A Duke University economics lecturer got a lesson in Public Relations 101 this week after the campus newspaper discovered that she’d tried to forbid its staffers from enrolling in her hedge-funds class.
The paper, the Duke Chronicle, quickly assembled and published an article highlighting that lecturer Linsey Lebowitz Hughes had specified on the syllabus of the enrollment-by permission course that “anyone who is on the staff of The Chronicle is not permitted to take this class.”
The revelation prompted a speedy disavowal from the Duke administration, with Vice President for Public Affairs and Government Relations Michael Schoenfeld telling The Herald-Sun on Wednesday that Hughes “was notified that that was not appropriate.”
Hughes has since, “I understand, acknowledged [that] and apologized to anybody who asked her about it,” Schoenfeld said, adding that the syllabus notice looked like “a clumsy attempt to indicate that guest speakers should be considered off the record” and that “there’s no indication” the ban had actually been enforced.
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“In any case, no student should or will or has ever been barred from enrolling in a class at Duke because of their affiliation with a student organization, whether it’s The Chronicle or anything else,” he added.
But for people at The Chronicle who like other students nominally are on the hook for paying Duke $53,744 a year in tuition and fees just to attend the university, the issue’s no laughing matter, said Scott McCartney, a Wall Street Journal travel writer who nowadays chairs the board of the nonprofit that owns the student paper.
“I think it’s pretty serious,” said McCartney, a 1982 Duke graduate and former Chronicle editor. “They’re students. They’re paying tuition. They’re entitled to all the same rights as any other student.”
He added that he hopes the matter’s been “put to bed” because the administration “understands that it’s wrong.”
Hughes apparently has been an “executive in residence” at Duke since August 2013, and has taught the “Inside Hedge Funds” classes a number of times. It’s on the schedule for the upcoming spring semester, and was also offered this semester.
Her status as a lecturing fellow by definition comes with the understanding she is to apply her “disciplinary training and interest to design courses,” as policy for Trinity College puts it. Trinity is Duke’s college of arts and sciences, the umbrella organization for most of its undergraduate programs.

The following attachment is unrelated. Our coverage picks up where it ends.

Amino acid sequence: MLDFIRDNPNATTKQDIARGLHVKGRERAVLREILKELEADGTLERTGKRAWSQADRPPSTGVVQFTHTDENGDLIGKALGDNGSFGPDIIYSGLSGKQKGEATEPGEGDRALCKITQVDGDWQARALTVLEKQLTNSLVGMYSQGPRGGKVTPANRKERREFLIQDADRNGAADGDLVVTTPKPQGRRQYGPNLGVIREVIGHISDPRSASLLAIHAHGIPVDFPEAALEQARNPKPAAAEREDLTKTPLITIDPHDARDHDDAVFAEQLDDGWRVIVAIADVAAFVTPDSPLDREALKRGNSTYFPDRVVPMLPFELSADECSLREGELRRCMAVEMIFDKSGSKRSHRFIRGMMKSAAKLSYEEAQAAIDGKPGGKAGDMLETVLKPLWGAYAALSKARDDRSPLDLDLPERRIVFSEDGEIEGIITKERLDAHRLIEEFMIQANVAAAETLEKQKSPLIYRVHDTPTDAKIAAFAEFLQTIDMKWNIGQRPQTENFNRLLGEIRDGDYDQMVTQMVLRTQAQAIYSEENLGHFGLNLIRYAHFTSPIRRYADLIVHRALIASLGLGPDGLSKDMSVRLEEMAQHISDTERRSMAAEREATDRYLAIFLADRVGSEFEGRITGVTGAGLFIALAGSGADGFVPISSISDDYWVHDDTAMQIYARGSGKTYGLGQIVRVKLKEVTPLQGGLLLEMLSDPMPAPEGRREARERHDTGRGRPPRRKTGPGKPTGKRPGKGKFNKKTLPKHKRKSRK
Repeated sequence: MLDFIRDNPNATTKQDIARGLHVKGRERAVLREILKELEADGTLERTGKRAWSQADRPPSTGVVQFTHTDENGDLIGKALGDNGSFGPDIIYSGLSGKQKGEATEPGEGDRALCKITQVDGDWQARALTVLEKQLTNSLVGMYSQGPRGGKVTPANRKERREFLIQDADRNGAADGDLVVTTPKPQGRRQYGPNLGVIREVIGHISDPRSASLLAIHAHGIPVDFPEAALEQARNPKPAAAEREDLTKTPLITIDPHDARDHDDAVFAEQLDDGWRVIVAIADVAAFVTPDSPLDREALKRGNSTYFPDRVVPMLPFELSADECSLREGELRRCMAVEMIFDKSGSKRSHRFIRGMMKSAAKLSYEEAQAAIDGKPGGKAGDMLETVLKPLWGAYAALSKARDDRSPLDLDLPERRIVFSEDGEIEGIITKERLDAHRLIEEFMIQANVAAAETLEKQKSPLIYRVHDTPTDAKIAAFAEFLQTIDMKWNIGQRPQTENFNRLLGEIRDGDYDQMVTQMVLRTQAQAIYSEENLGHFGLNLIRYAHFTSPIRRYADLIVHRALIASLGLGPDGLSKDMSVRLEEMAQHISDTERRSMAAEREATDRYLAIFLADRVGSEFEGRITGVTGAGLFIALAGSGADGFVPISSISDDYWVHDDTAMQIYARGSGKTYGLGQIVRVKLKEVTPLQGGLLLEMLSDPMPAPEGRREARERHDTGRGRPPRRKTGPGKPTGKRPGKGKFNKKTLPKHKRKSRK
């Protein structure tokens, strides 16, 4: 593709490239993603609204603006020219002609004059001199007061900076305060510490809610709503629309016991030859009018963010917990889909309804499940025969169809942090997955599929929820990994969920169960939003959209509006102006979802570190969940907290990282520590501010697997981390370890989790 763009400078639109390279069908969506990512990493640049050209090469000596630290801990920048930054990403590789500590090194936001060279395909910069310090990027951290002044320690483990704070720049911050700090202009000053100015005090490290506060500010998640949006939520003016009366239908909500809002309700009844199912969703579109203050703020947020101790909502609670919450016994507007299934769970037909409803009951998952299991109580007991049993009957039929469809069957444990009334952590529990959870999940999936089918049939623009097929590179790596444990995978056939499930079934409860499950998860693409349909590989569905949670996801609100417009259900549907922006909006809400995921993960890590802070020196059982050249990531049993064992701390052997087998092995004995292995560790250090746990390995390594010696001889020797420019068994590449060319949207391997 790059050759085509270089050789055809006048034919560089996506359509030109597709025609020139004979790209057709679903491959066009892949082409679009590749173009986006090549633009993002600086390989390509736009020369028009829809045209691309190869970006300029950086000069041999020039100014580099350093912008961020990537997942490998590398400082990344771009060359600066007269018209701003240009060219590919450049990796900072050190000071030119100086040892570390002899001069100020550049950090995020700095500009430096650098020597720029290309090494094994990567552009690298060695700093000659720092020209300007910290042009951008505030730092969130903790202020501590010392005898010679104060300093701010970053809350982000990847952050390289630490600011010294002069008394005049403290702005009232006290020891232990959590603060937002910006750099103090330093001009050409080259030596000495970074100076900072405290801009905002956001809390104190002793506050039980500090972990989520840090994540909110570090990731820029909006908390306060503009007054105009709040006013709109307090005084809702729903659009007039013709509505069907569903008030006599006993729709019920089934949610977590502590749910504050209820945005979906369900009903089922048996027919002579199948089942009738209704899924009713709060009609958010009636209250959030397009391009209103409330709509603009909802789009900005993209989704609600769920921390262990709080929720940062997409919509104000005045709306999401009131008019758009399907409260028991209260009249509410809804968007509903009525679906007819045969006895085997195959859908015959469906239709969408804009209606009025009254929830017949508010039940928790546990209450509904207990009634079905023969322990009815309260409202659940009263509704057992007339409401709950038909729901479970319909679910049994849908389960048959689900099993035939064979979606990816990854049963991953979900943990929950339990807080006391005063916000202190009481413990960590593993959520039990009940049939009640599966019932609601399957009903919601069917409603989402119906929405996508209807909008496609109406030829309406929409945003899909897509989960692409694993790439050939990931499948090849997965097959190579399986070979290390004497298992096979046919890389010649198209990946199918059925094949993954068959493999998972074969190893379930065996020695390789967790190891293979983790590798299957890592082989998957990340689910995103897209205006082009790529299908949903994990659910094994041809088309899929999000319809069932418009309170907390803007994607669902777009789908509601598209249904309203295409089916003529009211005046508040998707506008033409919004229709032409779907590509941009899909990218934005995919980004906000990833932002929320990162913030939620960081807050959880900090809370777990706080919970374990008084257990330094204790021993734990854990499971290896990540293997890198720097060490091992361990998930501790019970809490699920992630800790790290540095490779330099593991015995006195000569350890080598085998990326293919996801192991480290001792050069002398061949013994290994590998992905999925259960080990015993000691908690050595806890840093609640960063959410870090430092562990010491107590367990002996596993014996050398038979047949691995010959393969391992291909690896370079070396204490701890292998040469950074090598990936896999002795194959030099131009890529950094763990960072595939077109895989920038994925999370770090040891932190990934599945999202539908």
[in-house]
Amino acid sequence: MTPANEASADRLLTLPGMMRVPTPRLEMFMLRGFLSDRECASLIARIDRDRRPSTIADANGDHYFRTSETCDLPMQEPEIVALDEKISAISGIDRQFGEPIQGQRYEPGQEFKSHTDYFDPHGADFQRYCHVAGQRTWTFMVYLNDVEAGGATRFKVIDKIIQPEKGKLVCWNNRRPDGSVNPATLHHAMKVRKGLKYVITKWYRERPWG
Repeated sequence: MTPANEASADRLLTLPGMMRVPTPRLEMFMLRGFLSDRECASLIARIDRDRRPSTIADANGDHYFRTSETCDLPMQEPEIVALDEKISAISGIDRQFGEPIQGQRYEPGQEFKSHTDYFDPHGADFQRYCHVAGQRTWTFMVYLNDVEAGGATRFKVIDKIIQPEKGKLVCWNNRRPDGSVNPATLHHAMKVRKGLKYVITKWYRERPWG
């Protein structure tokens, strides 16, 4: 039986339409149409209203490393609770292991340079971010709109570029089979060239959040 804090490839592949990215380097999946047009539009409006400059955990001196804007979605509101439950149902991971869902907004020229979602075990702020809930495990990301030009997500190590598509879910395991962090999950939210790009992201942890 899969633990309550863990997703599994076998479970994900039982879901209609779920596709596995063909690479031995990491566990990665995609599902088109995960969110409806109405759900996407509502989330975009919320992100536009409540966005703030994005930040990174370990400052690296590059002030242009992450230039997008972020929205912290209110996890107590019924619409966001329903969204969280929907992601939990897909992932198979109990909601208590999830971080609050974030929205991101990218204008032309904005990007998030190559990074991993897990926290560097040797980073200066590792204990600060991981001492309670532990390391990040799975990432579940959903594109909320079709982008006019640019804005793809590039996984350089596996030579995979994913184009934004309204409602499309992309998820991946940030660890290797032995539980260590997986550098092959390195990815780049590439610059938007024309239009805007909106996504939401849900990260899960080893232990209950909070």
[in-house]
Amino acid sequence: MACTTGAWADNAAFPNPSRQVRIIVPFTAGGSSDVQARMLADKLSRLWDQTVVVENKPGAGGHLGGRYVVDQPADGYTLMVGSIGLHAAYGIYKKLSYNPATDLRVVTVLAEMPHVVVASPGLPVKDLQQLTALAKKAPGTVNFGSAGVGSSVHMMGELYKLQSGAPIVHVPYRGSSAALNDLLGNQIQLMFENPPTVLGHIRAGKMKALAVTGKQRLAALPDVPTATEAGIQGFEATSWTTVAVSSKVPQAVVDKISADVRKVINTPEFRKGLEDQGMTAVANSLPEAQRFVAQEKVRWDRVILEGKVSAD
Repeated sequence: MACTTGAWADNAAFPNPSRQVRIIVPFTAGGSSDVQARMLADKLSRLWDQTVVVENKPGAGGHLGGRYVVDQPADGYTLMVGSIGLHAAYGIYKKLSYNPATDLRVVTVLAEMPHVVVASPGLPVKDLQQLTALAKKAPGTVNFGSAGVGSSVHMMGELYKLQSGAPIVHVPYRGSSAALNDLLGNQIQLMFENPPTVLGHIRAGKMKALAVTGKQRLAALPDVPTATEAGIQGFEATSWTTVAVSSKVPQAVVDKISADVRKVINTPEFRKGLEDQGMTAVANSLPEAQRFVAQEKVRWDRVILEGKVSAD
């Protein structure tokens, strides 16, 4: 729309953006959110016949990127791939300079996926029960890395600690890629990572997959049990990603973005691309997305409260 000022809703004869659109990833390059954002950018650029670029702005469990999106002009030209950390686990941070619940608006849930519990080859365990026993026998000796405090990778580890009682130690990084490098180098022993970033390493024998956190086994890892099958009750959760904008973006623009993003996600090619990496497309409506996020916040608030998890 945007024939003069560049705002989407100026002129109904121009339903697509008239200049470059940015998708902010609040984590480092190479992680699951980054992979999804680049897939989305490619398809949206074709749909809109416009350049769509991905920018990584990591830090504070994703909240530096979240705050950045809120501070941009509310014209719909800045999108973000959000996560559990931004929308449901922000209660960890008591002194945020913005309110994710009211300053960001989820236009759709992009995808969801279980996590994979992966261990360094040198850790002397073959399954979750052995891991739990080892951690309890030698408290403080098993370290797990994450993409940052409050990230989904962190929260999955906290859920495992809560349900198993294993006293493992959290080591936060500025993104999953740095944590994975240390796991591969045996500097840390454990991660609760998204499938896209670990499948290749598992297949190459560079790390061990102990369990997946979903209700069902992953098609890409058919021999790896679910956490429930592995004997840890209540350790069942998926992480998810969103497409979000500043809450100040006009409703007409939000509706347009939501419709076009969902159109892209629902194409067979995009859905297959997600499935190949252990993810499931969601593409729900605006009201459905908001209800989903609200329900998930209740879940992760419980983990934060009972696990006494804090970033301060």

The Chronicle obtained copies of the hedge-fund course syllabus from the fall 2014, fall 2015 and spring 2017 semesters. All contained the no-Chronicle-staff notice, embedded in a broader instruction that students aren’t permitted to make audio recordings of the class and that they’re “asked to keep the information shared by some of our guest speakers confidential.”
The spring 2017 semester syllabus listed only three guest speakers, namely Ranjit Ahluwalia of Silver Point Capital Management, Todd Westhus of Perry Capital Management and Josh Shapiro of the UNC Management Co. Inc.
UNC Management handles endowment investments for UNC-Chapel Hill, N.C. Central University and a number of other schools in the public UNC system. The 2014 and 2015 syllabi from Hughes’ course indicate that Justin Dixon, an executive from the Duke Management Co, Duke’s in-house endowment-fund manager, was among the guest speakers those semesters.
As a private university, Duke doesn’t discuss its investment practices publicly. UNC Management executives shy away from press contact, but they nonetheless brief campus trustees at UNC schools and do so publicly under the terms of the state’s Open Meetings and Public Records laws.
Schoenfeld said it’s “not an uncommon practice for faculty or for guest speakers in a class to ask that their comments be off the record” for purposes of press coverage.
“It’s not an unreasonable request for individuals sharing and wanting that candid conversation in the classroom,” he added.
But McCartney said because of the prevalence of social media it’s “naive” to think confidentiality will always hold. And with finance matters, there are regulatory issues that add to the concern.
“I don’t think there’s any fund manager that wouldn’t understand that telling people to keep it to themselves does not ... it’s just fraught with danger,” he said. “I don’t know what kind of confidential information a hedge fund manager would be talking about in a class.”
It’d make as much sense, in that light, to ban students whose parents are “involved in a rival hedge fund” or trade stocks and bonds, or students who trade stocks and bonds themselves, he said.
“But that’s all beside the point,” McCartney said. “If you want to make it confidential, fine, but you can trust the student who works for The Chronicle just as you can trust any other Duke student.”